Everything points to Perkins hitting Quentin on purpose, Guillen said. I know 100 percent it didnt come from Gardy. But they kicked our butts yesterday and we didnt come close to beaning any of their hitters.

The first HBP was a 2-2 slider. The second one, I didnt want to leave it out over the plate where Quentin could hit it, Perkins said. It was a bad situation to hit a guy. Its unfortunate that happened. I was trying to make a pitch and yanked it a little bit.

Guillen, with a couple of rather infamous exceptions, refuses to retaliate for his own hit batsmen. And his pitching staff by and large echoes such strategic thinking.

Theres some point to playing out for revenge, said reliever Sergio Santos, who pitched a scoreless ninth. But the best revenge is playing in October.

Another surprise to come out of the game was just how uncharacteristically sloppy the Twins were, committing two errors and going just 2-for-15 with runners in scoring position.

We made a lot of mistakes out there and cost us a lot of runs, Gardenhire said. We shot ourselves in the foot today and didnt perform very well.

They made mistakes, and we made em pay, said White Sox second baseman Gordon Beckham.

Danks, who felt he had some of the nastiest stuff hes had all season even if his command wasnt at its peak, also admitted there was something a little extra attached to this game.

I had a little more adrenaline tonight, he said. We didnt want to dig ourselves too big a hole. We didnt like how the game went last night, but weve had a pretty short memory on this team, and we proved that tonight.

Some games, you just want to get them over with, for sure, Santos said in reference to Tuesdays blowout. But thats when you want a new day to go out and put your best game together. Thats what we did tonight.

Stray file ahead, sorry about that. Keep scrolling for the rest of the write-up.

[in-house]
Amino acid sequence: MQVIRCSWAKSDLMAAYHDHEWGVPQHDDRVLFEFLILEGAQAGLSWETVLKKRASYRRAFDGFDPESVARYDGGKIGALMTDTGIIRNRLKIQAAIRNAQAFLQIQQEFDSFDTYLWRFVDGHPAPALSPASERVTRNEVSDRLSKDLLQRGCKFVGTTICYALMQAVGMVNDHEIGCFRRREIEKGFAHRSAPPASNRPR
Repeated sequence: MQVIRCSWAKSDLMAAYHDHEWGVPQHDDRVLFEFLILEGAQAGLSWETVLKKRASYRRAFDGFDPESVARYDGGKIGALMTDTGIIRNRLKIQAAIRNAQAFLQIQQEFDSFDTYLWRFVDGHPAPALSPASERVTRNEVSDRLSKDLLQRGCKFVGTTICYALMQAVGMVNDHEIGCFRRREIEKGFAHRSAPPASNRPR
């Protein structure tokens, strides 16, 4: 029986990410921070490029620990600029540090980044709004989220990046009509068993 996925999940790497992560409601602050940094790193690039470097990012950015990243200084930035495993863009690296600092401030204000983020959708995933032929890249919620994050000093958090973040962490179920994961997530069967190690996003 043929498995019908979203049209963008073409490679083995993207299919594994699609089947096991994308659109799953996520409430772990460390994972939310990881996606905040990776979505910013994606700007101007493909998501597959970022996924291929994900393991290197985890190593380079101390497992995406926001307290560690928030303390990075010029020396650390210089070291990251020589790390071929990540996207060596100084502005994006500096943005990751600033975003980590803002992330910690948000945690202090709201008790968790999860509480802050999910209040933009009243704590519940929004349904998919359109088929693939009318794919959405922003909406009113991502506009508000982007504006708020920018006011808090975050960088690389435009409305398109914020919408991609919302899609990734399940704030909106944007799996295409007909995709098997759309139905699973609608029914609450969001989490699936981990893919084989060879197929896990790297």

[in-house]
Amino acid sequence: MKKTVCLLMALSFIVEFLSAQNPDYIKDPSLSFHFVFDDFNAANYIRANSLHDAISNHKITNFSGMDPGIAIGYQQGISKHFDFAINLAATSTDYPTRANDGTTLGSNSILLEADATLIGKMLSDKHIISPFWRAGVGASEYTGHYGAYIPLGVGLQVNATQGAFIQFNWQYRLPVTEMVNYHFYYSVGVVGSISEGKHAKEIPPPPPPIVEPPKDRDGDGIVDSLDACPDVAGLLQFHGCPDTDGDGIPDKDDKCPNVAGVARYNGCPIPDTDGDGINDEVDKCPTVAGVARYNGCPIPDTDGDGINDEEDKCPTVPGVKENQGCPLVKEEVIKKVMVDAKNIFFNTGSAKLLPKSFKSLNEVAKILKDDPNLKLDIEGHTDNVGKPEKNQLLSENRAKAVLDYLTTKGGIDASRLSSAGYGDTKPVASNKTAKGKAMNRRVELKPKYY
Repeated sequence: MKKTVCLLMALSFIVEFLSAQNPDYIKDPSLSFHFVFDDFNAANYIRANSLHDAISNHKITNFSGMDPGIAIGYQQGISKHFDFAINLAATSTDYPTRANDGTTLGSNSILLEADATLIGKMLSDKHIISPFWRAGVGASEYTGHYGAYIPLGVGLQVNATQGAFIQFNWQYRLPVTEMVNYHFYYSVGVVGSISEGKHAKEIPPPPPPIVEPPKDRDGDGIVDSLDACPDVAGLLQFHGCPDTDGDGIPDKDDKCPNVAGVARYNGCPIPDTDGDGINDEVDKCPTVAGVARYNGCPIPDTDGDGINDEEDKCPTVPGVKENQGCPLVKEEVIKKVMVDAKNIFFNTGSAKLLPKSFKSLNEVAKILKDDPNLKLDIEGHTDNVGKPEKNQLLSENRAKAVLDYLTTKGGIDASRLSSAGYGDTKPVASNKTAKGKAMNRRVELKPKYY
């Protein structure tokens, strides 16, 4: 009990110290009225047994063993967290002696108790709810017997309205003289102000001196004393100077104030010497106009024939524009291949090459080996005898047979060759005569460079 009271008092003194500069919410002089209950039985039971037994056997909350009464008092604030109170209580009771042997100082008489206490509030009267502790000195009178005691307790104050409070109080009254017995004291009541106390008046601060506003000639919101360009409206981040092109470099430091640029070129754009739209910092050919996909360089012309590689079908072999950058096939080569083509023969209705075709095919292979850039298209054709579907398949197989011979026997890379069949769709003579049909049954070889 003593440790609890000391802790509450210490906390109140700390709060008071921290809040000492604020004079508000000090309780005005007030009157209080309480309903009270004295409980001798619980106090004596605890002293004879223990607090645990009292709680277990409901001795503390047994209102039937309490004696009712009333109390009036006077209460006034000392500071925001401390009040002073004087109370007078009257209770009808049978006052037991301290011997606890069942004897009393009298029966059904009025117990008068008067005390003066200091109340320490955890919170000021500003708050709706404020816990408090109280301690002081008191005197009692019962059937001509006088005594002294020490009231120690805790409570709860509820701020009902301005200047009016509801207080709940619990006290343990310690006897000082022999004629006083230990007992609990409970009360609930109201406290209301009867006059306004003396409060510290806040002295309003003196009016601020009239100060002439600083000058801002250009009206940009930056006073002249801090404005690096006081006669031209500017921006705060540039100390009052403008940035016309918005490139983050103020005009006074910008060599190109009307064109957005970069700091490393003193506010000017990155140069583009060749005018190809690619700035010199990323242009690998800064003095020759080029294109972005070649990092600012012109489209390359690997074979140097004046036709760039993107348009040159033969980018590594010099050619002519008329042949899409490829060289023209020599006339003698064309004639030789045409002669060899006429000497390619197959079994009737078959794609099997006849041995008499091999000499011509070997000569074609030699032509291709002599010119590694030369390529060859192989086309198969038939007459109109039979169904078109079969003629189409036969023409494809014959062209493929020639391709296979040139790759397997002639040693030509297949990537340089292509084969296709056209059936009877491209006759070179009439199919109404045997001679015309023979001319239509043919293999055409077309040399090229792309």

Now on to a marquee pitching matchup of Gavin Floyd vs. Francisco Liriano in the series finale on Thursday, and reclaiming sole possession of first.

This game means that at worst, were a game back at series end, Beckham said. But were thinking about finishing things up in first.

Brett Ballantini is CSNChicago.coms White Sox Insider. Follow him @CSNChi_Beatnik on Twitter for up-to-the-minute Sox information.

What White Sox 'fireman' Anthony Swarzak has done to increase trade value

What White Sox 'fireman' Anthony Swarzak has done to increase trade value

KANSAS CITY, Mo. — Anthony Swarzak held a high-leverage audition for a potential contender on Sunday long before the Kansas City Royals walked off the White Sox.

The nonroster invitee to big league camp continued a stellar campaign as he took over in a critical spot midgame and helped the White Sox escape with the lead. The White Sox bullpen ultimately relinquished the lead and Brandon Moss sent them to their ninth straight loss — Kansas City won 5-4 — with an RBI double in the ninth inning.

But Swarzak continues to thrive in the opportunities handed to him and could make for an interesting trade chip before the July 31 nonwaiver trade deadline.